Background: Intracellular proteins are processed into small peptides that bind HLA class I molecules of the major histocompatibility complex (MHC) in order to be presented to T lymphocytes. The proteasome, a multi-subunit protease, has recently been implicated in the generation of these peptides. Two genes encoding proteasome subunits, LMP2 and LMP7, are tightly linked to the TAP peptide transport loci in the class II region of the human MHC. Inclusion of the LMP subunits may alter proteasome activity, biasing it towards the production of peptides with carboxyl termini appropriate for binding HLA class I molecules. Nevertheless, mutant cells that lack the LMP genes are able to process and present antigens at the cell surface at similar levels to wild-type cells. These results raise questions about the role of the proteasome, and in particular of the LMP subunits, in antigen processing.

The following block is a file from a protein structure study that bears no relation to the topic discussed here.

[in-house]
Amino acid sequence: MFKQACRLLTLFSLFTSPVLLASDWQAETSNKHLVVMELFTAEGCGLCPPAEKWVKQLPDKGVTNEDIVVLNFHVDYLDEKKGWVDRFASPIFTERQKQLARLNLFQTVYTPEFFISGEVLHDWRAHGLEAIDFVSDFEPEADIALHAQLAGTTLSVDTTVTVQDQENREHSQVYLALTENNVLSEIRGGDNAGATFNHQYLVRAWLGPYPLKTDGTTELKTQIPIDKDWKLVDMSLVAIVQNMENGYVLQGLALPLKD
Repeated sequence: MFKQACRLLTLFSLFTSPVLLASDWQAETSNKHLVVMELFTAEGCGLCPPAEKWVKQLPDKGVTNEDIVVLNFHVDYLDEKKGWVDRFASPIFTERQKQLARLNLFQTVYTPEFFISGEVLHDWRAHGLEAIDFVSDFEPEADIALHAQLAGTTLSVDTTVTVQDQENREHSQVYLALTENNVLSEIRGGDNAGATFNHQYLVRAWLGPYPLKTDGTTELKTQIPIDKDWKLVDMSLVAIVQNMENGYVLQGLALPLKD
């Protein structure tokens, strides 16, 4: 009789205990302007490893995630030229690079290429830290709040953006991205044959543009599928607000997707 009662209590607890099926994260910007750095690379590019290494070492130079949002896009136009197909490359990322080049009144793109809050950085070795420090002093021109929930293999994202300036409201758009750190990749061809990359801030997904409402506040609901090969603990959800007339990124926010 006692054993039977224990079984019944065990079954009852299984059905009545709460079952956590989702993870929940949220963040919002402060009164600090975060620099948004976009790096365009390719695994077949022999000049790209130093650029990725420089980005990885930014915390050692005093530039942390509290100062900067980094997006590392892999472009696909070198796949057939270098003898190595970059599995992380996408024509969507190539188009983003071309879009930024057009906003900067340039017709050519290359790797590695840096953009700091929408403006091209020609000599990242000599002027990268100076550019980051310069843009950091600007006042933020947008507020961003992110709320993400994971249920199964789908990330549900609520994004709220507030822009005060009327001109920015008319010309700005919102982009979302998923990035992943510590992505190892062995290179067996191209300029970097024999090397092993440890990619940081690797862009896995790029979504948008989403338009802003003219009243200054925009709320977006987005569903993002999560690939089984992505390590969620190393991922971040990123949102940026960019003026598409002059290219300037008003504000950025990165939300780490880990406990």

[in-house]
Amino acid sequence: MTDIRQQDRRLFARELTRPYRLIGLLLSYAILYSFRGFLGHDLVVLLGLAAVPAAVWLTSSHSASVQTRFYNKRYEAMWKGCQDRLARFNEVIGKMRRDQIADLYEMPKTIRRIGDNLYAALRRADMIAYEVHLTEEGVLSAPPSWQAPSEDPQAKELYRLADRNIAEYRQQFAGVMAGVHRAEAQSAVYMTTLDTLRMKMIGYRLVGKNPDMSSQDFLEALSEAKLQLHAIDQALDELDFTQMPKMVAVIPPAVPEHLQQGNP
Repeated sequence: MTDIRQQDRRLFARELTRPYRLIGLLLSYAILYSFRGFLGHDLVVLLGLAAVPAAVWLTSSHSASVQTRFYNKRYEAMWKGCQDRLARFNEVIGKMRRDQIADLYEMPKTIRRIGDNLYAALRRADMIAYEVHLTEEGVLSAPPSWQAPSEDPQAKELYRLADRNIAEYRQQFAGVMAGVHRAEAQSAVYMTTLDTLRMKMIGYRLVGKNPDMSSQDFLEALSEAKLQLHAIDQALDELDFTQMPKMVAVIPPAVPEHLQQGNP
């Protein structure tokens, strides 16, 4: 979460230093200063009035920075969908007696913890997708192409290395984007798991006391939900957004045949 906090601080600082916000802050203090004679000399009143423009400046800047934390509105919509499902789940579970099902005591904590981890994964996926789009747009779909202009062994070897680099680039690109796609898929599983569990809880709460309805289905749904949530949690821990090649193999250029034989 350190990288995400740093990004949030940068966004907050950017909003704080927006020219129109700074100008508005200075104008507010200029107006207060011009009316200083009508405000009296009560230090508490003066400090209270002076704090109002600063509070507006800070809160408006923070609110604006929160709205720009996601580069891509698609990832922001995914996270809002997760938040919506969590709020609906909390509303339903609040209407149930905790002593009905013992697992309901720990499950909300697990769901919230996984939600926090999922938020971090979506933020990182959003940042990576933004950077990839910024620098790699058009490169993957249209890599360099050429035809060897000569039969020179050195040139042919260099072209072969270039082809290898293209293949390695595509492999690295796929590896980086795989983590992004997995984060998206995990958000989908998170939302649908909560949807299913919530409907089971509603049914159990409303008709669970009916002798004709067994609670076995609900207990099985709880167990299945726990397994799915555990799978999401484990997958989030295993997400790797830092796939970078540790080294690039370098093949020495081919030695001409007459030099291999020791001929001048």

Results: We have cloned the genes encoding a new proteasome subunit, MB1, which is closely related to LMP7, and that encoding a second subunit, Delta, which is closely related to LMP2. Expression of the MB1 and delta genes is reciprocal to that of the LMP genes: MB1 and delta are up-regulated in mutant cell lines lacking LMPs and down-regulated in the presence of gamma-interferon. The MB1 and delta genes are found to be located on chromosomes 14 and 17, respectively, raising interesting evolutionary questions about how the LMP genes independently became incorporated into the MHC.
Conclusions: We suggest that the subtle phenotype of LMP-deficient cell lines results from the compensatory expression in these lines of two other proteasome subunits, MB1 and Delta.